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Supporting food security in the 21st century through resource-conserving increases in agricultural production

Norman Uphoff

Author Affiliations

SRI International Network and Resources Center (SRI-Rice), Cornell University, Ithaca, NY, 14853, USA

Cornell International Institute for Food, Agriculture and Development (CIIFAD), Cornell University, Ithaca, NY, 14853, USA

Agriculture & Food Security 2012, 1:18  doi:10.1186/2048-7010-1-18

Published: 1 December 2012


The Green Revolution was accomplished under a set of demographic, economic, climatic and other conditions in the 20th century that have been changing and will surely be different and more difficult in the decades ahead. The suitability and sustainability of any given agricultural technology depends on factors like resource availability and productivity, energy costs, and environmental constraints. The achievements of Green Revolution technologies in the 1960s and 1970s came at a critical time of impending food shortages, and the world’s people would be worse off without them. However, the rate of yield improvement for cereal production has been slowing since the mid-1980s.

Looking ahead at the foreseeable circumstances under which 21st century agricultural producers must try to assure food security, there will be need for technologies that are less dependent on resources that are becoming relatively scarcer, like arable land and water, or becoming relatively more costly, like energy and petrochemical-based inputs. This paper considers agroecologically-based innovations that reduce farmers’ dependence on external inputs, relying more on endogenous processes and existing potentials in plants and soil systems. Such resource-conserving production represents a different approach to meeting food security goals.

While these innovations are not yet fully understood and are still being researched, there are good agronomic reasons to account for their effectiveness, and scientific validations are accumulating. Enough successes have been recorded from making changes in the management of plants, soil, water and nutrients that more attention from researchers, policy-makers and practitioners is warranted, especially given the need to adapt to, and to mitigate the effects of, climate change. The same agroecological concepts and management methods that are enhancing factor productivity in rice production are giving similar results with other crops such as wheat, finger millet, sugarcane, mustard, and tef.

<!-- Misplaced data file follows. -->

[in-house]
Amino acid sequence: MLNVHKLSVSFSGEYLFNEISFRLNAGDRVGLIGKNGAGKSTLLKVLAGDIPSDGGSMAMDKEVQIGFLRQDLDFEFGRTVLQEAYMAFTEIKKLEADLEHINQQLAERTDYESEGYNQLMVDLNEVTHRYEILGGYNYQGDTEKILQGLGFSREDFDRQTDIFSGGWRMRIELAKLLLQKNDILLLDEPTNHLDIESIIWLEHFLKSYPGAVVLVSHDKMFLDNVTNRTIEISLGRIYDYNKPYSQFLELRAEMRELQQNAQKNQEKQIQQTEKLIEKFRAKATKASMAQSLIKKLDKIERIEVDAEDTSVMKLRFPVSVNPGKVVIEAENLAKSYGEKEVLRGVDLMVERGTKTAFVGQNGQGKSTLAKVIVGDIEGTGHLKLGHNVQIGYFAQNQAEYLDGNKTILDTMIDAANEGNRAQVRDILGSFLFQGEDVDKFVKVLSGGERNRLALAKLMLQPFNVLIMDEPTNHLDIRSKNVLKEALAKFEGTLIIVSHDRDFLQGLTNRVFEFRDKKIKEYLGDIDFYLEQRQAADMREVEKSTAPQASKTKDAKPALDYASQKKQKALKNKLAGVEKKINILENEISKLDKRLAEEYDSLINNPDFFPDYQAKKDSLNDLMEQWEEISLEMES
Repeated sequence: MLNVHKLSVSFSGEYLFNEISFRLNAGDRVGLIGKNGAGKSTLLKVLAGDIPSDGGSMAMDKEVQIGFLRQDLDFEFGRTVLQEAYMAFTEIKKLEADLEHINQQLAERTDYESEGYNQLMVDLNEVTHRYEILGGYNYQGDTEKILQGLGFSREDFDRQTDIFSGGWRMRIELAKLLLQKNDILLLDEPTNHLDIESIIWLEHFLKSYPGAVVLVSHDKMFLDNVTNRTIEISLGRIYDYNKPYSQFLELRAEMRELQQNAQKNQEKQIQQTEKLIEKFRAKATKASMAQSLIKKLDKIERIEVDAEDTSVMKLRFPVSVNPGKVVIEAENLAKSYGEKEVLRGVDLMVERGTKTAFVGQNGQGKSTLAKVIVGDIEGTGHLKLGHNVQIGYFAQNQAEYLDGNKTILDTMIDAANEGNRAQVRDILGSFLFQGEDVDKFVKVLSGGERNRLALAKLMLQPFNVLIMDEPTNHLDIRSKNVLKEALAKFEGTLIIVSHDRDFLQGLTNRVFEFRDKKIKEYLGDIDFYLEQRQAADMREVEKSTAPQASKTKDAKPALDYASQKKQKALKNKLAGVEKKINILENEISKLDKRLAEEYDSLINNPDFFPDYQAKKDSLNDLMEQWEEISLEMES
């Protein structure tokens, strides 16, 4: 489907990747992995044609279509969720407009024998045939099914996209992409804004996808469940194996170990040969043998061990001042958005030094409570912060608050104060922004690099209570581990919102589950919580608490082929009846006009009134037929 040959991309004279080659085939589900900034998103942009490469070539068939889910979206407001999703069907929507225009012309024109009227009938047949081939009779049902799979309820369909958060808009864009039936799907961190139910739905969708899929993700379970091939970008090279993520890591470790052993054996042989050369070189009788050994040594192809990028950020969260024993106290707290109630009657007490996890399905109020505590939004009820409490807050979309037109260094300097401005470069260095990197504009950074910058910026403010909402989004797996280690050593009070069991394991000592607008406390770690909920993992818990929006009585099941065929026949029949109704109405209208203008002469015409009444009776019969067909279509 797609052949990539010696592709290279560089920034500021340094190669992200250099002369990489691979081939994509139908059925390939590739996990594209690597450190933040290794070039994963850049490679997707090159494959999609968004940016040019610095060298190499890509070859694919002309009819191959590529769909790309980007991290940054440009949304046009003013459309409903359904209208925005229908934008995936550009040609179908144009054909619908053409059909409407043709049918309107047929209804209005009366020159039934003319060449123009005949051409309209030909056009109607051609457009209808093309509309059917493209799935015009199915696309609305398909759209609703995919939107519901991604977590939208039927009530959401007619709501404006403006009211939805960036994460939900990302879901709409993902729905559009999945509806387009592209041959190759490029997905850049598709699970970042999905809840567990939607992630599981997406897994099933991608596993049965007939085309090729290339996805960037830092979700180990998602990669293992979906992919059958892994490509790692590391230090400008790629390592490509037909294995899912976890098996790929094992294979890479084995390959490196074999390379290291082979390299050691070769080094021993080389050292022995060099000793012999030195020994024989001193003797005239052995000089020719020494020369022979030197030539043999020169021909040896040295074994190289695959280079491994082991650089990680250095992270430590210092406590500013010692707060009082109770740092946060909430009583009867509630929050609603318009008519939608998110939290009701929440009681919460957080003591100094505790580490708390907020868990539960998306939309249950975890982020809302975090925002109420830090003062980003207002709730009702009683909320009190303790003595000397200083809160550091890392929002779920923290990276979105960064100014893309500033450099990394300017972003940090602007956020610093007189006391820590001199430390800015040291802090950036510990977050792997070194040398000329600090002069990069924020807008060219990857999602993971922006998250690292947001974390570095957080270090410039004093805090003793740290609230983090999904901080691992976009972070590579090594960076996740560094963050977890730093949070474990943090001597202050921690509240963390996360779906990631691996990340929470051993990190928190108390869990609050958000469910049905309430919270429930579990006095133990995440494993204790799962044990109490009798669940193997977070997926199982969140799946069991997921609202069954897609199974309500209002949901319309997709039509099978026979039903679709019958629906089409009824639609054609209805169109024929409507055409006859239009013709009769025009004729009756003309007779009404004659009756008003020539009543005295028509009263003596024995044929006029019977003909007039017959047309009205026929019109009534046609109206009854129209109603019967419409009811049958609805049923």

Genetic potentials are the starting point for any and all agricultural production, and current efforts to improve food security and nutrition through plant breeding efforts should continue. However, future research and production strategies could beneficially seek to capitalize on biological processes and potentials existing within crops and in their supporting soil systems, rather than focusing so predominantly on making modifications in genetic factors. Scientific advances in the domains of microbiology, soil ecology and epigenetics could foreseeably assist farmers in meeting production and income goals with resource-economizing methods. It remains to be seen to what extent agroecologically-informed methods can help farmers meet expected agricultural production requirements to ensure global food security, but this direction deserves more attention and support.

Agroecology; Food security; Green revolution; Soil biota; System of rice intensification